As promised, we've now had a first attempt at the Zero Baseline experiment and are sharing the results. Here is part of the set-up, showing the PPS pulse from one of the GPS units:


Zero Baseline Testing, PPS signal

Zero Baseline Testing, PPS signal

And here is a block diagram of what we're actually doing with this experiment:

Zero Baseline

Zero Baseline

The aim of the exercise is to validate the precision of relative timing for a synchronised event between two independent receivers using two independent GPS systems.

Input: A common pulse to the trigger input of each Arduino DUE from our signal source (another Arduino DUE) at 1 Hz. This simulates events detected by the real trigger mechanism from cosmic rays. The timing properties of this signal are actually not important for this test, as we're checking the reception by both receivers is simultaneous. In the future we'll run this with a higher frequency (< 10 Hz) and random timing to check that we don't have any 'blind spots' in our trigger cycle.

Output: Each time the PPS (Pulse Per Second, a 100 ms pulse from the GPS) comes through the Arduino outputs the events detected in the last second, over USB to the Host PC. This is given in the form of the clock counter register value at 1 s, the counter register for the event counter at the point the event ocured, and a synthesised value giving the time to the last second (Via the GPS NMEA string), with the fractional part of the second (event counter/clock counter) after the decimal point.

Execution: It worked quite well. We've noticed a bug that means the trigger signal was missed by one of the two devices in 11% of cases. We're going to check the software and increase the length of the trigger to fix this problem, and when we've done it we'll re-run the tests for a longer period. Here data is presented for only 200 samples (i.e. 3 minutes). Once we've finished debugging, we'll run it for 24 hours.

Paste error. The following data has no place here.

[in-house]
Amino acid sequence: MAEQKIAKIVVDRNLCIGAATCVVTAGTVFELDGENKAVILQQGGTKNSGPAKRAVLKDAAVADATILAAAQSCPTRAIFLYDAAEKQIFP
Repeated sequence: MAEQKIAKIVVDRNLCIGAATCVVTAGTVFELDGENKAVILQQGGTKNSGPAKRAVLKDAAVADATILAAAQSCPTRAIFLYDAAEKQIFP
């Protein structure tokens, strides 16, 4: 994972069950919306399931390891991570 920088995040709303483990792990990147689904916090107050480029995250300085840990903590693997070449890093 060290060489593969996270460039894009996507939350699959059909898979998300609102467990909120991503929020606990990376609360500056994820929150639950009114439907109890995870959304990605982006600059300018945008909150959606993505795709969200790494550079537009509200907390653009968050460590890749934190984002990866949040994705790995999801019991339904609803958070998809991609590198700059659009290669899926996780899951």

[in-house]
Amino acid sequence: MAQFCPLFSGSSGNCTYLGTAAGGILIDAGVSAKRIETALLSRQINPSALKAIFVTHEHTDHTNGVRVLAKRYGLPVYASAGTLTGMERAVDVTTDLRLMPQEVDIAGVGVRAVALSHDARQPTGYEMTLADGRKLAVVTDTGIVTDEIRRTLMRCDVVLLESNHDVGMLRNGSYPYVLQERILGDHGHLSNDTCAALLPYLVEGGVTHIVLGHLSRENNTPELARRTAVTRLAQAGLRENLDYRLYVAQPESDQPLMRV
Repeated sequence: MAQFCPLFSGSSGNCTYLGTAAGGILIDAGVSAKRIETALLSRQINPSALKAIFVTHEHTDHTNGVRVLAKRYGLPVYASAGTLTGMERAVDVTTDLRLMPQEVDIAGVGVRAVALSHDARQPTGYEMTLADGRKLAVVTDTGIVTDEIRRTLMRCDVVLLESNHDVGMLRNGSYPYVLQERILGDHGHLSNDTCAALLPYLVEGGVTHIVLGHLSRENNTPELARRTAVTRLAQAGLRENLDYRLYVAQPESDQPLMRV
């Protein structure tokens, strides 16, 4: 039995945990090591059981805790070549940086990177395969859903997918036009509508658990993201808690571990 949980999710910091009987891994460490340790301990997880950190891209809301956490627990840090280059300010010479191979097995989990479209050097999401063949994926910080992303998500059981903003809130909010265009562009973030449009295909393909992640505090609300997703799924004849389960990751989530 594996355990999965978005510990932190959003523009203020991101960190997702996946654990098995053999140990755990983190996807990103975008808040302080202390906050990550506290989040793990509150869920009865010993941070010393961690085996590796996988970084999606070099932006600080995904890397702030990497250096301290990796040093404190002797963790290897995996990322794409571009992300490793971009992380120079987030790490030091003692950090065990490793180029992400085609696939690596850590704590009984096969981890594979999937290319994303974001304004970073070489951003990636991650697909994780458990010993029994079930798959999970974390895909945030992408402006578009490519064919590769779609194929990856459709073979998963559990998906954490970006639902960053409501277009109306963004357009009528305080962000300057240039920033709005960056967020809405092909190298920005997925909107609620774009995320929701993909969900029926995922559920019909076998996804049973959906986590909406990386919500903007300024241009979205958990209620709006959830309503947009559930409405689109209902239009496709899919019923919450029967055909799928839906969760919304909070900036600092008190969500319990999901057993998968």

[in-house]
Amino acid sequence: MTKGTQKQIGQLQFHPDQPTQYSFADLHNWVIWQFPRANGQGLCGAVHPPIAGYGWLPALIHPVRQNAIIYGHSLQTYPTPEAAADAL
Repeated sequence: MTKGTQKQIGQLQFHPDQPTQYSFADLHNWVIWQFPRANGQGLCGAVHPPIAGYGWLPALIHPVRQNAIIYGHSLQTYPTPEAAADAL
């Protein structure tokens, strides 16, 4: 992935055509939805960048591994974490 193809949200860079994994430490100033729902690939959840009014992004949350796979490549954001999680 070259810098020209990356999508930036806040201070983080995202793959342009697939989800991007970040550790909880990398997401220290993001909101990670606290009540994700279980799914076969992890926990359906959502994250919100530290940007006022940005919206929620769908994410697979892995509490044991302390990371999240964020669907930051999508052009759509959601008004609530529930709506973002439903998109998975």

Results: Analysing the log files by hand, events missed by one of the detectors were removed. The difference in timestamps were then analysed (i.e. modulus of Time Stamp Detector 1 - Time Stamp Detector 2). The summary results are:

Minimum: 35fs
Average: 21ns
Maximum: 64ns

Which indicates that the bounded accuracy of the system (i.e. the furthest distance in time two simultaneous signals can be timestamped at) is 64ns (or approx 20 meters at the speed of light). This is a reasonable result, we'll be seeing if we can improve it in the future. I haven't presented a histogram for the data as 200 samples is pretty small. When we have a 24 hour run, we will also look at what percentage of events are timed within certain values, to establish a 50%, 95% and 99% confidence interval for our timings.

The data, raw and processed is in the Excel spreadsheet below. Feel free to have a look for yourself and share any comments and questions you may have! The code we used on the Arduino's for reading the pulses is available on our github repo.

Cosmic Pi Zero Baseline Preliminary 280716